Social Media and Survival: Following the Mexican Drug War via Twitter

Posted October 5th, 2011 in Crime, Social media by davecopeland

All of the writing I’ve been doing about Mexican drug cartels for Daily Dot — and, specifically, how the cartels are now targeting social media users in the same way that they once targeted cops and journalists — ended up becoming the basis for a lecture I gave this morning on social media as a replacement for traditional journalism, with an examination on all the pros and cons:

People who post information on social media about Mexican drug cartels are essentially facing a two-sided attack. One one side, you have the cartels themselves, which killed three people last month for purportedly posting information on Mexican crime blogs. The cartels themselves are online, posting propaganda about themselves, false information to distract or disparage rivals and law enforcement, and to root out enemies to target for execution.

On the other side is the government, which is looking to avoid a repeat of an August incident in Veracruz, in which tweets about armed gunmen taking hostages at a school spread rapidly. The false reports set off chaos as parents raced across the city to retrieve their children, and now at least two Mexican states are considering laws that would punish people who “disrupt public order” with information they post online.

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The Ecuadoran murder suspect’s link to the Israeli Mafia

Posted March 3rd, 2011 in Bloodandvolume, Boston, Crime by Muhammad84G

I posted a four-page, .PDF excerpt of Blood & Volume: Inside New York’s Israeli Mafia that deals with many of the same issues Massachusetts prosecutors are facing as they try to charge a 40-year-old Ecuadoran man suspected in the beating deaths of a woman and her two-year-old son in Brockton last month. Luis Guaman fled to his native country, but Massachusetts officials are confident he will be returned to face trial.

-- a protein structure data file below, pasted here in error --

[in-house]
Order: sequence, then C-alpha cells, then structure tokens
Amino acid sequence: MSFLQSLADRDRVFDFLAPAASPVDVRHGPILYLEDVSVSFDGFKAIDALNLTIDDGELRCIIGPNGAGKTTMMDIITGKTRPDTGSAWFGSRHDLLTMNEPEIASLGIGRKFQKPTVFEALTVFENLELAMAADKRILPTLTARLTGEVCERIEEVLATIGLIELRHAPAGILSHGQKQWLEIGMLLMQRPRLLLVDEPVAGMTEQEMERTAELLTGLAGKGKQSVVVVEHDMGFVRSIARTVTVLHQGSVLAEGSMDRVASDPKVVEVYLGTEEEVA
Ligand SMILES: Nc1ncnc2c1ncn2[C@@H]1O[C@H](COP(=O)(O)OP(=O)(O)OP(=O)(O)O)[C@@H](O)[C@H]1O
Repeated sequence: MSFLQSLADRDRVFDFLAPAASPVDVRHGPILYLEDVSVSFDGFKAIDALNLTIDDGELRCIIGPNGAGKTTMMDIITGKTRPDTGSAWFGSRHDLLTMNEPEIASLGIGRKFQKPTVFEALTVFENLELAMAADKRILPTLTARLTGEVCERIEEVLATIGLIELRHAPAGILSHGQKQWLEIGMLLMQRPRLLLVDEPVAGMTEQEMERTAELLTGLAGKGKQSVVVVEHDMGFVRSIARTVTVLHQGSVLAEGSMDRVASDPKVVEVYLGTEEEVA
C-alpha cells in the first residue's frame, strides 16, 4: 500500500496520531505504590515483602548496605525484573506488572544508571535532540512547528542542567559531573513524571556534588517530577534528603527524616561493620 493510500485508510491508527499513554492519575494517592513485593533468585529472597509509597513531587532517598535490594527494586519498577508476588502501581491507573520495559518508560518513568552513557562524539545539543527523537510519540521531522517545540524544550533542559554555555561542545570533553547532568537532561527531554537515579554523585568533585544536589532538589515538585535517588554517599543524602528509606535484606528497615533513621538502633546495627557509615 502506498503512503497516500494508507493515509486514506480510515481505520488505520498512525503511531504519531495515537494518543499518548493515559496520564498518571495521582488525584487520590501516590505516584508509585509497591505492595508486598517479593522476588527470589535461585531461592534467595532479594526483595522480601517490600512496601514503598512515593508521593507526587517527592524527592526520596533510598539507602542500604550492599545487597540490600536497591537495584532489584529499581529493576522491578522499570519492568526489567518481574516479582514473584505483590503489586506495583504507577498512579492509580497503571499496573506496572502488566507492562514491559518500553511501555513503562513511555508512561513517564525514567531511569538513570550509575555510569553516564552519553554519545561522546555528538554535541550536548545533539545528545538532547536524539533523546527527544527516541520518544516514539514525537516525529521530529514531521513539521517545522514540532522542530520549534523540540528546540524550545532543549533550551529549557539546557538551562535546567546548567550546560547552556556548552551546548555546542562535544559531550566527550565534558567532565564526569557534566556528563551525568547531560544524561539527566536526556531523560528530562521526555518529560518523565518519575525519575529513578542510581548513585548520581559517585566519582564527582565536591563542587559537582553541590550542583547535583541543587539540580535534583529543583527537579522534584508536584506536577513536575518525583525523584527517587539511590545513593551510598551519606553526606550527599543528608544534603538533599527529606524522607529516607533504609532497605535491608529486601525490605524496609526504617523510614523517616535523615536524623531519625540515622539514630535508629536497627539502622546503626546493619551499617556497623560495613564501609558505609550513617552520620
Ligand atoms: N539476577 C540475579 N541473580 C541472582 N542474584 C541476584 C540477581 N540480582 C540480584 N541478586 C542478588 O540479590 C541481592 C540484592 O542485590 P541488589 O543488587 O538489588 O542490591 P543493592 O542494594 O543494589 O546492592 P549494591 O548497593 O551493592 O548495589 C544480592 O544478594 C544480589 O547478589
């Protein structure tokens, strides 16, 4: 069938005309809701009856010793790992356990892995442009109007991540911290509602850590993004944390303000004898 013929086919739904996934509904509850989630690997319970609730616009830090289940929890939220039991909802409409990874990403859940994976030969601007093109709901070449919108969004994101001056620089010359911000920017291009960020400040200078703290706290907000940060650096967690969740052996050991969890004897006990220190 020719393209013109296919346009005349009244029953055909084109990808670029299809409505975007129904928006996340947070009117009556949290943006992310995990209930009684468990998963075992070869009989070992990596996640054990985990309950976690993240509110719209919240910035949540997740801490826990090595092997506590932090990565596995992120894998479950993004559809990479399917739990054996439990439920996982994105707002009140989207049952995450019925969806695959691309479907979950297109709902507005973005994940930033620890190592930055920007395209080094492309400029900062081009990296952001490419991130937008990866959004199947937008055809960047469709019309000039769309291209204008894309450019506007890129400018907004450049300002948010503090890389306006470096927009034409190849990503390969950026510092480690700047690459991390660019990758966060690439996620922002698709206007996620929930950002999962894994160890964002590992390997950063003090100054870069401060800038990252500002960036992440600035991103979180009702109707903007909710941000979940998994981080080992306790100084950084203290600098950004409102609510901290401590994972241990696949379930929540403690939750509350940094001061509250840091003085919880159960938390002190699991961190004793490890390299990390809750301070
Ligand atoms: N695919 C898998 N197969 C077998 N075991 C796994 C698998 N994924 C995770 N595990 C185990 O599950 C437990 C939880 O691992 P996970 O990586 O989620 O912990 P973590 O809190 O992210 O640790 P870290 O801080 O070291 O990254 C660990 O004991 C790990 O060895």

Ecuador, like Israel in the 1990′s, has a Constitutional provision that prohibits extradition of its citizens. And, like Israel did with members of the Israeli Mafia that I wrote about in B&V, Ecaudor has promised to try Guaman for his crimes in that country. From the excerpt I posted:

Israel “Alice” Mizrachi and Joe Reich couldn’t outrun their American crime spree…in 1993 — after significant pressure from U.S. authorities — an Israeli judge rules that Mizrachi and Reich could be tried in Israel for their role in the Markowitz murder, even though the murder had been committed in the United States. It was an unprecedented and difficult way to try a case.

A story in today’s Globe about the Guaman case alludes to some of those difficulties:

Plymouth District Attorney Timothy J. Cruz said talks were underway to return Guaman to the United States, despite Ecuador’s constitutional prohibition on extraditing its citizens. Cruz said he “fully expects’’ Guaman to face prosecution here.

“The legal jurisdiction is here, the witnesses are here, the physical evidence is here, and the many experts dedicated to analyzing that physical evidence at the State Police crime lab are here,’’ he said. “This community demands that the perpetrator of those crimes face justice here.’’

Guaman’s return would be a dramatic shift in a case that just days ago seemed destined to take place in Ecuador. Ecuadoran authorities, who are holding Guaman on charges of traveling under a passport with another name, had said Friday that they were cooperating with law enforcement in the United States to proceed with a murder trial there, using evidence gathered in the United States.

If tried in Ecaudor, my money is on an acquittal for Guaman (Mizrachi and Reich were acquitted in Israel on the murder charges, although Mizrachi was convicted of smuggling four kilos of heroin from Amsterdam to New York by a jury in Jerusalem. When he was released from prison he reportedly led a law-abiding life and worked as a florist before being killed in a car bombing, presumably as retribution for misdeeds in New York, in 2003).

Read another excerpt and more about “Blood & Volume,” or order your copy.

I’m going to prison.

Posted October 5th, 2010 in Crime, Teaching, Writing by Muhammad84G

And I’m serving about four Saturdays there this winter.